1993 was a wonderful year for those who own fine mechanical action organs in Central Massachusetts. The eminent, young German organbuilder, Stefan Maier, moved to the United States from France and started his own organ shop in Orange, Massachusetts. Finally there was someone in their locale the organists could trust to take care of such great instruments as the Taylor & Boody four manual organ at the College of the Holy Cross, Worcester, or the extraordinary three manual Fisk meantone organ at Wellesley College.
Stefan is also the curator for the organs at Boston College where he cares for two small Flentrop organs. He has worked on instruments built by von Beckerath and recently overhauled the Rieger organ at the Wellesley Congregational Church. At present he is building small instruments and restoring historic organs in addition to a busy schedule of maintenance and tuning work. His shop is located in Orange, Massachusetts.
Stefan began his organbuilding career in Bavaria (Germany) in 1982 where he received his basic training in mechanical action organs. In 1983 he began working with the Swiss organbuilder, Eddy Ottes, concentrating on perfecting skills in tonal finishing, scaling and tuning. He had the fortunate opportunity to work on the restoration of numerous historic instruments. As a result of working on the restoration of an organ built in Switzerland (now located in Ilgen, Germany) he decided to dedicate his life to the art of organbuilding.
In September 1984, he began his formal apprenticeship with the firm Stehle-Orgelbau in Haigerloch, Germany. The formal apprenticeship program in Germany has a curriculum which requires the study and application of the manufacture of all the components that make up a pipe organ. He concurrently received his theoretical training at the School for Organbuilders in Ludwigsburg. Upon successfully completing his exams at the School for Organbuilders in January of 1987, he was awarded the title of Geselle or Journeyman.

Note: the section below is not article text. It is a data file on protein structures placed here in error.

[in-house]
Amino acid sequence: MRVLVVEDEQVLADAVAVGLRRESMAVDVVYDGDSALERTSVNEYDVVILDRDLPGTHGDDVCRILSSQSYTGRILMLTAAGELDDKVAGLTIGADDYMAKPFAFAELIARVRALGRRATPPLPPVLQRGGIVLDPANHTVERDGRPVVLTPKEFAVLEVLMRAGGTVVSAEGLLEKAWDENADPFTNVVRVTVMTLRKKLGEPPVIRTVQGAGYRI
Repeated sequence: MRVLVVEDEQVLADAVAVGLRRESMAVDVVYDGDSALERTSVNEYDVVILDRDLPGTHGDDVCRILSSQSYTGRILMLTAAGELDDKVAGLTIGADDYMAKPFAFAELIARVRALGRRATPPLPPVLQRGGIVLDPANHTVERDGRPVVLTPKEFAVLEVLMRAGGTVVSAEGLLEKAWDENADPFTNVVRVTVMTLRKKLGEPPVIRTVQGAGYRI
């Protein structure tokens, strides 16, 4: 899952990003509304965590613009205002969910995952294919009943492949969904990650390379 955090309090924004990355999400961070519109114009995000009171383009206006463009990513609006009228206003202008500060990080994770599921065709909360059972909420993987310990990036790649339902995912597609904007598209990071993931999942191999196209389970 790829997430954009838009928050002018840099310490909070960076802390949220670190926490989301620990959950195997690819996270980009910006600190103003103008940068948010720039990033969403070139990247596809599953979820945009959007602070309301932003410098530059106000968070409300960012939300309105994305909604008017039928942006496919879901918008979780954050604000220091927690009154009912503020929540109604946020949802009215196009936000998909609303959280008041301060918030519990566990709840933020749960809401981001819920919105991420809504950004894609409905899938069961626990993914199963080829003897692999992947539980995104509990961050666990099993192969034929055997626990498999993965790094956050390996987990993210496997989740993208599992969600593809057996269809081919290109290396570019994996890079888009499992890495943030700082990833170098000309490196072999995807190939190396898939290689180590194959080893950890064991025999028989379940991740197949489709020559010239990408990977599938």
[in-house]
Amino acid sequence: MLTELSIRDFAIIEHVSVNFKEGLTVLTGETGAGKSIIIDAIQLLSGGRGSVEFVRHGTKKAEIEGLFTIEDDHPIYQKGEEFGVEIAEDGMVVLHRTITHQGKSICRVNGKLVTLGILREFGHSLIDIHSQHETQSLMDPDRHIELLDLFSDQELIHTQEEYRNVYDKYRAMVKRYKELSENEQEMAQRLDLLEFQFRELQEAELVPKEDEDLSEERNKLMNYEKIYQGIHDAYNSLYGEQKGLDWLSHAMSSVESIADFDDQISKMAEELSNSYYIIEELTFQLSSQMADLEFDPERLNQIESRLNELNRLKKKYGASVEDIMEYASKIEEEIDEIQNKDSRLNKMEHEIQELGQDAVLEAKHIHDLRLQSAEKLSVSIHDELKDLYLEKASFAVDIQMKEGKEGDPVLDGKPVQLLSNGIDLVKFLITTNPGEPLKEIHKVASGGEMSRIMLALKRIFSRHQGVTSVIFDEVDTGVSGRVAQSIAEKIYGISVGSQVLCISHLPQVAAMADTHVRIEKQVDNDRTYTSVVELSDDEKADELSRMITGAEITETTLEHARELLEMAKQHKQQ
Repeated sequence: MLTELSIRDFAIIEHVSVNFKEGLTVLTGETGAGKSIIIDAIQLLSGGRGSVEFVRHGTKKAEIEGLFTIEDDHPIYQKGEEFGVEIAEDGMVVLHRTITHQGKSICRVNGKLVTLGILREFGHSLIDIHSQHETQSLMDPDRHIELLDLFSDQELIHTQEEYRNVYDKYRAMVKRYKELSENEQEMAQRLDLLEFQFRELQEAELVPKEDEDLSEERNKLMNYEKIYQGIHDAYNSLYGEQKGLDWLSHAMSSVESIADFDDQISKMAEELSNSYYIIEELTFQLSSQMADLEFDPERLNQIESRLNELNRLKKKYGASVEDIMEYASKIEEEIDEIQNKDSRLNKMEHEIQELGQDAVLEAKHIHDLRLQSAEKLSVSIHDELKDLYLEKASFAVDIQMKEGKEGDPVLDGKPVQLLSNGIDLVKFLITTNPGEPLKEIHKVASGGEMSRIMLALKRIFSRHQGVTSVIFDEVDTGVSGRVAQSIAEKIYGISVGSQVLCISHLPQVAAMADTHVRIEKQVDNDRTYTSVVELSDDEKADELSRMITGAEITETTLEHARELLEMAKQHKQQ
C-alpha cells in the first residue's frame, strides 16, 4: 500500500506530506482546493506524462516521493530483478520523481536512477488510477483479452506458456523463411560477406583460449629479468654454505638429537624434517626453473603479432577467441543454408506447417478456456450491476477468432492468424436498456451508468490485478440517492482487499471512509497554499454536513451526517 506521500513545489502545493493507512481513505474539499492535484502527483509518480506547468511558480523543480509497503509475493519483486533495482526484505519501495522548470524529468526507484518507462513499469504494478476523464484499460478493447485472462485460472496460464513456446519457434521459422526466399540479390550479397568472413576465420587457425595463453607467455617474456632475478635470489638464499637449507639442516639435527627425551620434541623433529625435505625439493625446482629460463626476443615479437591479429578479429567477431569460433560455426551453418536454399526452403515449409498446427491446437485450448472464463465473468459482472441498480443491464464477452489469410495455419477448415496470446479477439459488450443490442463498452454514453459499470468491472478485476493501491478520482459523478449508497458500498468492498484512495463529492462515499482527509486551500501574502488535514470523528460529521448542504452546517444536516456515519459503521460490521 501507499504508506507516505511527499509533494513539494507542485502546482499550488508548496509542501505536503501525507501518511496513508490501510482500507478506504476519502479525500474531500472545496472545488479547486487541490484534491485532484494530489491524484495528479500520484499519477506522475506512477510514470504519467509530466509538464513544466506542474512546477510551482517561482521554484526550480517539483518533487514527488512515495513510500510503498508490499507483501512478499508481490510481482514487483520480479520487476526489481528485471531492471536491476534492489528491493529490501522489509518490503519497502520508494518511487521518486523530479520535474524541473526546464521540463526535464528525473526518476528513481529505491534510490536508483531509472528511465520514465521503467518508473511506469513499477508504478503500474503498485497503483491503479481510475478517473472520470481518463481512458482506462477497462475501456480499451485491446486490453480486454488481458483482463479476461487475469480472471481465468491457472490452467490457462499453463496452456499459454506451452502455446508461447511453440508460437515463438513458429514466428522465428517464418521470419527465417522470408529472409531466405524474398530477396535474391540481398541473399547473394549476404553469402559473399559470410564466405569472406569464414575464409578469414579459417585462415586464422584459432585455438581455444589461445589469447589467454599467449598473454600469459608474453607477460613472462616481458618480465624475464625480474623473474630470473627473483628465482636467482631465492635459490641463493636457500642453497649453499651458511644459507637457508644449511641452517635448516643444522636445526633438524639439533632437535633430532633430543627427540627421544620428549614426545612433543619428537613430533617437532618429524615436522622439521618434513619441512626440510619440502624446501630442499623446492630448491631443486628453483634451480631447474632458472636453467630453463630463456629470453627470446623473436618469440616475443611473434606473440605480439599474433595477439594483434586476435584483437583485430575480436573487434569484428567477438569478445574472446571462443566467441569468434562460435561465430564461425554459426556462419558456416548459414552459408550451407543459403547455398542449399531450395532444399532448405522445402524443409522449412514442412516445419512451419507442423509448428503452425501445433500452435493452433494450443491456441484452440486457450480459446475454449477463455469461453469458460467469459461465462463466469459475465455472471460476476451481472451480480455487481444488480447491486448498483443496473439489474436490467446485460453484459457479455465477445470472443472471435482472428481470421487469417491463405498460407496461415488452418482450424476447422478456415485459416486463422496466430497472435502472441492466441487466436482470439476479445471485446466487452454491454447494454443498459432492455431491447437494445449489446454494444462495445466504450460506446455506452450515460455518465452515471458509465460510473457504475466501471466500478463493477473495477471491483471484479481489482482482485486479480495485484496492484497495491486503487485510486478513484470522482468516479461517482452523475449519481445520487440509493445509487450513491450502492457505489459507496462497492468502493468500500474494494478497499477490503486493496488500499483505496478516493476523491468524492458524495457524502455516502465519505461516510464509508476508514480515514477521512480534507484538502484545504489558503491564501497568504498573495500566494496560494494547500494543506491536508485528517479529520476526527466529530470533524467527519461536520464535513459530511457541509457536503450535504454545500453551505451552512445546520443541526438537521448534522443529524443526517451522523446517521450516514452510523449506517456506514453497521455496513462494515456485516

From 1987 to 1990, Stefan worked for the master organbuilder John Brombaugh, in Eugene, Oregon. Here he gained much experience in pipe making and worked closely with Mr. Brombaugh on devising temperaments and tuning systems. This work resulted in his development of a proprietary software program that uses a computer and an oscilloscope to accurately measure or/and set musical temperaments.
In March 1990, Stefan moved to the south of France where he began working with Manufacture Provencale D'Orgues in Carces. Here he became intimately acquainted with French organ literature and French organbuilding. He had the good fortune to restore an early Italian mechanical action organ for which he built a new spring chest from black walnut based on the specifications of the remains of the original chest. Then in 1992, he built his first original pipe organ for a client in Toulon, France.
His creativity and resourcefulness have attracted other “out of the box” jobs such as the I-manual organ that was constructed for the sailing yacht Antonisa. This instrument had to be suited for high humidity climates and withstand an unlikely but possible rollover of the vessel.
Since he established his own company, Stefan Maier Tracker Organs, here in 1993, it has steadily grown, servicing and rebuilding many fine instruments of numerous builders throughout New England. Stefan enjoys rendering his services to the small local country church as much as to prominent institutions such as Boston College, bringing to bear three decades of experience.
Our "spiderweb" logo is a representation of the division of the octave. More (much more) about temperaments, tuning, symetry and other cosmic laws...
Stefan Maier Tracker Organs